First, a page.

Long before Chernobyl nuclear power had a "bad image" in Germany. As early as 1975, residents of southern Germany's grape-growing region had occupied the site of a planned nuclear power station, and successfully forced its cancellation. Eleven years later, when they were ordered to destroy their grape crops because of radioactive fallout from Chernobyl, this only confirmed their already-majority views on the "unfriendly" atom. After Chernobyl, it had taken the German nuclear lobby and its friends inside government many years to push back the anti-nuclear tide. Through the 1990s, the nuclear industry and the ruling conservative and Christian democrat governments fought nuclear opponents to a standoff. No new plants were built, but no existing facilities were closed. Nuclear power was very, very modern and high-tech. How could any accidents happen? In several countries, especially nuclear-friendly France and UK, nuclear power was touted as "low CO2" and a precious aid in climate change mitigation.

POST 2000
In 2000, a new left wing-dominated coalition government passed the comprehensive legislation that later became Energiewende, and this included the gradual phase out of nuclear power. However, true to its right-wing credentials, the part of the energy program and laws that provided for a gradual phase-out of nuclear power was overturned, but only in 2010, by the center-right coalition of current chancellor Angela Merkel, who also extended the operating life of aging nuclear plants by up to 14 years.

Merkel's decision triggered Germany's largest antinuclear protests since Chernobyl. Repeated giant demonstrations of 200 000 persons or more, were held. In France, 50 000 persons marching against nuclear power was already an eye-opener - explained away by French government friendly media, with a sneer, as "ageing post-1968 hippies".  Mass protests in Germany were however not enough, as French media gloatingly reported on a regular basis; the German public remained divided almost exactly 50/50 on the issue, and the fate of nuclear power remained undecided - until Fukushima.

Less than a week into the Fukushima crisis, Merkel's in fact troubling neutrality on any issue, any cause, or any policy yet again stunned the nation. The lady Chancellor who had relatively aggressively defended the extension of operating lifetimes for Germany's aging nuclear power plants, only a year previously, now abrubtly withdrew these extensions, and "temporarily" closed eight of Germany's oldest reactors. As in Japan after Fukushima, stop-or-start decisions on these "temporarily closures" became heavily politicized and "temporary" was the politically correct term. First described as a “precaution” by Germany’s environment minister Norbert Roettgen, "pending a safety review", the temporary closure of the last, eighth reactor  became permanently "delayed for refuelling".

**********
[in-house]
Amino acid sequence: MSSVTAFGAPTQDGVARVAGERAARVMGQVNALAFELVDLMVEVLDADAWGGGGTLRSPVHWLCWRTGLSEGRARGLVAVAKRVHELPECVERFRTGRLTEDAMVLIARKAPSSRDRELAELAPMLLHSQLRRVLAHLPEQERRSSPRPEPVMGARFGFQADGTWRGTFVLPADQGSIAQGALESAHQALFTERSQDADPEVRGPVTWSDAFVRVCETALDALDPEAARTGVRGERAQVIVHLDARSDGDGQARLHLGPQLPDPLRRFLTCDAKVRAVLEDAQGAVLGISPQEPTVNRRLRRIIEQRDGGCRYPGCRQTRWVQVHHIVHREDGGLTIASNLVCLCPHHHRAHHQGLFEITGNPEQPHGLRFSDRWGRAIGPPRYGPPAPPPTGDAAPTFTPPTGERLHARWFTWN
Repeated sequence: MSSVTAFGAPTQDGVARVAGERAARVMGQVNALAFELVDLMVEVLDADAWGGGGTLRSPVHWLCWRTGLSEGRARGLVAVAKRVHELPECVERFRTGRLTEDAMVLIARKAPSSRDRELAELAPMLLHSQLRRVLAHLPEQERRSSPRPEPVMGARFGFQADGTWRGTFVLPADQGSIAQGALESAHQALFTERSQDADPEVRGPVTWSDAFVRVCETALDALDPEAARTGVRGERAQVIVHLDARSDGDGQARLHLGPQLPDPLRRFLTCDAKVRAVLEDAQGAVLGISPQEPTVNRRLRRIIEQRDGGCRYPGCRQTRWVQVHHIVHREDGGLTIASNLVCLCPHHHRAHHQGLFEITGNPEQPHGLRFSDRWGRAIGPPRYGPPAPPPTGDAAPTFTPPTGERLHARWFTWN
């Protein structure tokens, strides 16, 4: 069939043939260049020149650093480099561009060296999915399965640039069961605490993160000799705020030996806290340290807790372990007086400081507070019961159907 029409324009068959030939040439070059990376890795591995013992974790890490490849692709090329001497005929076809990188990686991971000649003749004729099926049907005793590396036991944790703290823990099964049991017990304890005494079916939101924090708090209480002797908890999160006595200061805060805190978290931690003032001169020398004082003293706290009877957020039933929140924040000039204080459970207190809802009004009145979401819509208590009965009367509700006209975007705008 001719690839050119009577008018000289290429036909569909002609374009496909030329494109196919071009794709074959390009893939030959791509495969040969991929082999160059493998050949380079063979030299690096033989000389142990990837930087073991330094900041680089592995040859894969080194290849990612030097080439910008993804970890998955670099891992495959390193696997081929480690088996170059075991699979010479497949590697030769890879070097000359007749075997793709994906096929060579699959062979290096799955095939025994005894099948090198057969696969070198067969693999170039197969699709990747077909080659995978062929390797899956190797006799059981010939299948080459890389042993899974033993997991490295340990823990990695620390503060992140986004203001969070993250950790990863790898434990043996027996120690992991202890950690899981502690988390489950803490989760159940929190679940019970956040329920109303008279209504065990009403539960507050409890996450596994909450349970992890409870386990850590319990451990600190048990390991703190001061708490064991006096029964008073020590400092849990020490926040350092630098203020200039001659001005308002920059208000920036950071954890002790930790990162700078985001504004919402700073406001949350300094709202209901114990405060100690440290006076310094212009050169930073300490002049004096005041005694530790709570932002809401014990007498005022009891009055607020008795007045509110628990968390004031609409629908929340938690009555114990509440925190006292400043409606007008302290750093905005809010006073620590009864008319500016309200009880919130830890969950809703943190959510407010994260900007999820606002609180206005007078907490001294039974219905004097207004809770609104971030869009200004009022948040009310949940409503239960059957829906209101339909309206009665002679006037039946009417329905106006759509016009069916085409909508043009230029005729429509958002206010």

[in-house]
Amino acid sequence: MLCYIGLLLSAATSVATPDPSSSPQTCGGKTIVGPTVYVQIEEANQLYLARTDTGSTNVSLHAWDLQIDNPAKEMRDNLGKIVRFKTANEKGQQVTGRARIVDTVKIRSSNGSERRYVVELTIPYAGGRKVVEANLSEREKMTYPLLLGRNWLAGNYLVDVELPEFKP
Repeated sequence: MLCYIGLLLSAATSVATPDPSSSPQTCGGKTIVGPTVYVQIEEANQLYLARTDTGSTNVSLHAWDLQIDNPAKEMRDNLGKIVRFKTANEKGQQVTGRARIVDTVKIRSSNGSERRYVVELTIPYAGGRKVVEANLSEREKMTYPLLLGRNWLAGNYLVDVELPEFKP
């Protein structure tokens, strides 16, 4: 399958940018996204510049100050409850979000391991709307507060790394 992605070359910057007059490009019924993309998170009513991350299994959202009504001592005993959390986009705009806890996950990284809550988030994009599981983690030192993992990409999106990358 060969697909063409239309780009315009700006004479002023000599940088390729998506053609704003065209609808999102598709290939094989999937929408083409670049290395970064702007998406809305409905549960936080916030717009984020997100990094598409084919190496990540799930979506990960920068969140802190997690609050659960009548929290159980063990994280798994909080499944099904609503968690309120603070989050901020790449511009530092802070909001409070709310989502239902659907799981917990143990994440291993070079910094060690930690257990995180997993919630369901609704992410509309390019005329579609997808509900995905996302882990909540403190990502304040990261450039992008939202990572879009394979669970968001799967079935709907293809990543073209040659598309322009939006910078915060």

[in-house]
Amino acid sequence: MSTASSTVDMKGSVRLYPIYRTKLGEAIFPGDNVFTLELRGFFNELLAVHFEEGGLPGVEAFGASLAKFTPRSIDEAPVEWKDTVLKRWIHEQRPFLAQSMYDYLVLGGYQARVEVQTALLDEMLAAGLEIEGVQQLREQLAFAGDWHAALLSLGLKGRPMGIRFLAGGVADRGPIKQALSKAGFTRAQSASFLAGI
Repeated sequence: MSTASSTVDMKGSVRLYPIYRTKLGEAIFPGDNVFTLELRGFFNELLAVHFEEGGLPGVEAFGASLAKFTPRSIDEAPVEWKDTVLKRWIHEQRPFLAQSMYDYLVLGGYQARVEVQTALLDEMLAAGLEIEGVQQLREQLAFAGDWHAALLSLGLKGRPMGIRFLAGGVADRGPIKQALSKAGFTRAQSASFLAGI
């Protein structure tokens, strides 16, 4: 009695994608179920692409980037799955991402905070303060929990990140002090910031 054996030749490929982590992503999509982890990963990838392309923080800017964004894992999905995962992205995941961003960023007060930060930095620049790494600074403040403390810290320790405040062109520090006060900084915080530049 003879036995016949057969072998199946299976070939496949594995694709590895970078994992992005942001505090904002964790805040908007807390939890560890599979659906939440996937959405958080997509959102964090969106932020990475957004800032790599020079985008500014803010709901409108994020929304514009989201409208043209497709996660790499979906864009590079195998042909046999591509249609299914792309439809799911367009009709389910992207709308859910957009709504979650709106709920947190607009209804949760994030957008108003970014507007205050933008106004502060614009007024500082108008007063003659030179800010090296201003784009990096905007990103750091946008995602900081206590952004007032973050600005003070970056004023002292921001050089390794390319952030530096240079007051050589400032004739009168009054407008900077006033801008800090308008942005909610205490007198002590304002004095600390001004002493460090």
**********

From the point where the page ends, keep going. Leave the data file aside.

But on May 30, 2011 Merkel held a dramatic press conference in the Chancellery. Flanked by her cabinet and wearing one of her trademark red jumpsuits, she announced that henceforth all "temporary closures" were permanent. The reactors would not be refuelled. Adding to the excitement, she then said the most industrialized nation in Europe, the world's fourth-largest economy, with a massive trade surplus due to its industry, would permanently close all nine of its remaining nuclear power plants by 2022. Even the exact date attracted its own, but smaller-sized to and fro of controversy.

Initial and outraged reaction by Germany's biggest nuclear operating power companies, especially RWE, by its colourful CEO Juergen Grossmann nicknamed "Nuclear Rambo", included the threat or promise of blackouts on a scale that Germany had not experienced since the allied bombing at the end of World War II. Skyrocketing electricity prices would then follow. Soon the nation's heavy manufacturing sector, and its car industry, in fact all industries would face collapse. It would be the end of the German economic miracle.